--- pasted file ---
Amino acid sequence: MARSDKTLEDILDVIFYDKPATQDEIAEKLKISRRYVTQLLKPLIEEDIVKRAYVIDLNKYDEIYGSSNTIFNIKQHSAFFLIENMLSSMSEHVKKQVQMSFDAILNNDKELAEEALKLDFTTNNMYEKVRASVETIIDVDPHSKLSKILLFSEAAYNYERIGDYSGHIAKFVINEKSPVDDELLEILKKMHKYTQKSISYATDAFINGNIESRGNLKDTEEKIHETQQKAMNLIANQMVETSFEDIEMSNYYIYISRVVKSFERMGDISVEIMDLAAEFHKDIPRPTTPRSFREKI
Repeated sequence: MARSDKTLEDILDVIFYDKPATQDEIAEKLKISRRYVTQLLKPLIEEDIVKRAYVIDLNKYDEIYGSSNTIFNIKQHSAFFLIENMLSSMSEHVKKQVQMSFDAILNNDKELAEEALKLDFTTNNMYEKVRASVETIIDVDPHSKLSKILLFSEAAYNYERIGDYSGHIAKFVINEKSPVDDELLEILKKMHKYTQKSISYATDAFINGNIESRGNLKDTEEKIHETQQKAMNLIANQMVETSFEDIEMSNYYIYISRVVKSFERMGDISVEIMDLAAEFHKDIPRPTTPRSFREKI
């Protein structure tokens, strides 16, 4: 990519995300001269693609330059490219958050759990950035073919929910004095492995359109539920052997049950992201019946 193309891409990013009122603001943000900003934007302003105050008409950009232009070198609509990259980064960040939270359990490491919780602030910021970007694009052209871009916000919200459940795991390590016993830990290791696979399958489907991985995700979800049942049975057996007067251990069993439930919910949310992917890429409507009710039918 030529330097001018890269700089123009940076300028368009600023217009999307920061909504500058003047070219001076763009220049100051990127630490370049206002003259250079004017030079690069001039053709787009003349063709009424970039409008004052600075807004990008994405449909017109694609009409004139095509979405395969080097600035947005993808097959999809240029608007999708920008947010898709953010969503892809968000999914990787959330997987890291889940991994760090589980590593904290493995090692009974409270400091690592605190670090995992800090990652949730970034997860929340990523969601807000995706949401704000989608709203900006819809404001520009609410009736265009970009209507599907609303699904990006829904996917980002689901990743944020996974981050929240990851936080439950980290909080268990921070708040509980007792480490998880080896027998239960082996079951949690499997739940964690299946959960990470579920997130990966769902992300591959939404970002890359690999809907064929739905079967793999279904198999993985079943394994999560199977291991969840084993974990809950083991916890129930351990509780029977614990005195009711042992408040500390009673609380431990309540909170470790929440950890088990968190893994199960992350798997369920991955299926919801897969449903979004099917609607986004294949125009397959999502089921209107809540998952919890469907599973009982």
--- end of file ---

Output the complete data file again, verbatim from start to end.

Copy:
Amino acid sequence: MARSDKTLEDILDVIFYDKPATQDEIAEKLKISRRYVTQLLKPLIEEDIVKRAYVIDLNKYDEIYGSSNTIFNIKQHSAFFLIENMLSSMSEHVKKQVQMSFDAILNNDKELAEEALKLDFTTNNMYEKVRASVETIIDVDPHSKLSKILLFSEAAYNYERIGDYSGHIAKFVINEKSPVDDELLEILKKMHKYTQKSISYATDAFINGNIESRGNLKDTEEKIHETQQKAMNLIANQMVETSFEDIEMSNYYIYISRVVKSFERMGDISVEIMDLAAEFHKDIPRPTTPRSFREKI
Repeated sequence: MARSDKTLEDILDVIFYDKPATQDEIAEKLKISRRYVTQLLKPLIEEDIVKRAYVIDLNKYDEIYGSSNTIFNIKQHSAFFLIENMLSSMSEHVKKQVQMSFDAILNNDKELAEEALKLDFTTNNMYEKVRASVETIIDVDPHSKLSKILLFSEAAYNYERIGDYSGHIAKFVINEKSPVDDELLEILKKMHKYTQKSISYATDAFINGNIESRGNLKDTEEKIHETQQKAMNLIANQMVETSFEDIEMSNYYIYISRVVKSFERMGDISVEIMDLAAEFHKDIPRPTTPRSFREKI
């Protein structure tokens, strides 16, 4: 990519995300001269693609330059490219958050759990950035073919929910004095492995359109539920052997049950992201019946 193309891409990013009122603001943000900003934007302003105050008409950009232009070198609509990259980064960040939270359990490491919780602030910021970007694009052209871009916000919200459940795991390590016993830990290791696979399958489907991985995700979800049942049975057996007067251990069993439930919910949310992917890429409507009710039918 030529330097001018890269700089123009940076300028368009600023217009999307920061909504500058003047070219001076763009220049100051990127630490370049206002003259250079004017030079690069001039053709787009003349063709009424970039409008004052600075807004990008994405449909017109694609009409004139095509979405395969080097600035947005993808097959999809240029608007999708920008947010898709953010969503892809968000999914990787959330997987890291889940991994760090589980590593904290493995090692009974409270400091690592605190670090995992800090990652949730970034997860929340990523969601807000995706949401704000989608709203900006819809404001520009609410009736265009970009209507599907609303699904990006829904996917980002689901990743944020996974981050929240990851936080439950980290909080268990921070708040509980007792480490998880080896027998239960082996079951949690499997739940964690299946959960990470579920997130990966769902992300591959939404970002890359690999809907064929739905079967793999279904198999993985079943394994999560199977291991969840084993974990809950083991916890129930351990509780029977614990005195009711042992408040500390009673609380431990309540909170470790929440950890088990968190893994199960992350798997369920991955299926919801897969449903979004099917609607986004294949125009397959999502089921209107809540998952919890469907599973009982």